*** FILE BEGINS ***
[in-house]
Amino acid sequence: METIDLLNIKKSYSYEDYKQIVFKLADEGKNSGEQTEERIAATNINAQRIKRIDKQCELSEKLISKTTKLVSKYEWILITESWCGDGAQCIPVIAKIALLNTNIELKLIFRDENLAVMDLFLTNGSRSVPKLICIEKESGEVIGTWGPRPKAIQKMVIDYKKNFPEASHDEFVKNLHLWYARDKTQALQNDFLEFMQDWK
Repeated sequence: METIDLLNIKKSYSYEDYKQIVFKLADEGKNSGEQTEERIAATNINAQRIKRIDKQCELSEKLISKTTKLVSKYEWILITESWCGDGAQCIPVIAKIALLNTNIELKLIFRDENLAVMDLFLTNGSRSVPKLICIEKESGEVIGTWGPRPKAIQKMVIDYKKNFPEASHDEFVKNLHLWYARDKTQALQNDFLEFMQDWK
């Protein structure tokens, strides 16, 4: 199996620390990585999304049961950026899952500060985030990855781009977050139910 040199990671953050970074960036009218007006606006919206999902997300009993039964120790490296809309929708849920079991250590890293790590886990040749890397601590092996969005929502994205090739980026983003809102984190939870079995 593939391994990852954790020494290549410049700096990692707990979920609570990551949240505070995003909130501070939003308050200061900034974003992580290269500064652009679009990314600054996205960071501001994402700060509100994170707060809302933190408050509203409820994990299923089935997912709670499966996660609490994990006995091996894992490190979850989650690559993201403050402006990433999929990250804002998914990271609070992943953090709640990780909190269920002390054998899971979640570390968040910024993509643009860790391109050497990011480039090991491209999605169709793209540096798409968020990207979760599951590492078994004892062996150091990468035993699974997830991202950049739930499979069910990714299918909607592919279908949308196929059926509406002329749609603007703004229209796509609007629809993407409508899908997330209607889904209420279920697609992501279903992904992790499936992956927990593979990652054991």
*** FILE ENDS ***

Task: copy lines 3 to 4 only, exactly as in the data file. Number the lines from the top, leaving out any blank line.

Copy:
Repeated sequence: METIDLLNIKKSYSYEDYKQIVFKLADEGKNSGEQTEERIAATNINAQRIKRIDKQCELSEKLISKTTKLVSKYEWILITESWCGDGAQCIPVIAKIALLNTNIELKLIFRDENLAVMDLFLTNGSRSVPKLICIEKESGEVIGTWGPRPKAIQKMVIDYKKNFPEASHDEFVKNLHLWYARDKTQALQNDFLEFMQDWK
């Protein structure tokens, strides 16, 4: 199996620390990585999304049961950026899952500060985030990855781009977050139910 040199990671953050970074960036009218007006606006919206999902997300009993039964120790490296809309929708849920079991250590890293790590886990040749890397601590092996969005929502994205090739980026983003809102984190939870079995 593939391994990852954790020494290549410049700096990692707990979920609570990551949240505070995003909130501070939003308050200061900034974003992580290269500064652009679009990314600054996205960071501001994402700060509100994170707060809302933190408050509203409820994990299923089935997912709670499966996660609490994990006995091996894992490190979850989650690559993201403050402006990433999929990250804002998914990271609070992943953090709640990780909190269920002390054998899971979640570390968040910024993509643009860790391109050497990011480039090991491209999605169709793209540096798409968020990207979760599951590492078994004892062996150091990468035993699974997830991202950049739930499979069910990714299918909607592919279908949308196929059926509406002329749609603007703004229209796509609007629809993407409508899908997330209607889904209420279920697609992501279903992904992790499936992956927990593979990652054991």